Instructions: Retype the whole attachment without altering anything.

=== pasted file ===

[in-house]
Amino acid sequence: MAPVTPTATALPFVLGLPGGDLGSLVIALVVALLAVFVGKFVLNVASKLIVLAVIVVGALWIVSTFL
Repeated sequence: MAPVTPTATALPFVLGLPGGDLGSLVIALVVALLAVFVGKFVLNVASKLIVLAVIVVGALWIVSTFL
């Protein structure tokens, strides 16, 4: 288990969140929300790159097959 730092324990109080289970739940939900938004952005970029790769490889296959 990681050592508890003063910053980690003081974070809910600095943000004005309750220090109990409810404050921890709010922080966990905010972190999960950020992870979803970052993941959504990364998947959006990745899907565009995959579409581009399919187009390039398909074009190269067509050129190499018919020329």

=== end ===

[in-house]
Amino acid sequence: MAPVTPTATALPFVLGLPGGDLGSLVIALVVALLAVFVGKFVLNVASKLIVLAVIVVGALWIVSTFL
Repeated sequence: MAPVTPTATALPFVLGLPGGDLGSLVIALVVALLAVFVGKFVLNVASKLIVLAVIVVGALWIVSTFL
């Protein structure tokens, strides 16, 4: 288990969140929300790159097959 730092324990109080289970739940939900938004952005970029790769490889296959 990681050592508890003063910053980690003081974070809910600095943000004005309750220090109990409810404050921890709010922080966990905010972190999960950020992870979803970052993941959504990364998947959006990745899907565009995959579409581009399919187009390039398909074009190269067509050129190499018919020329």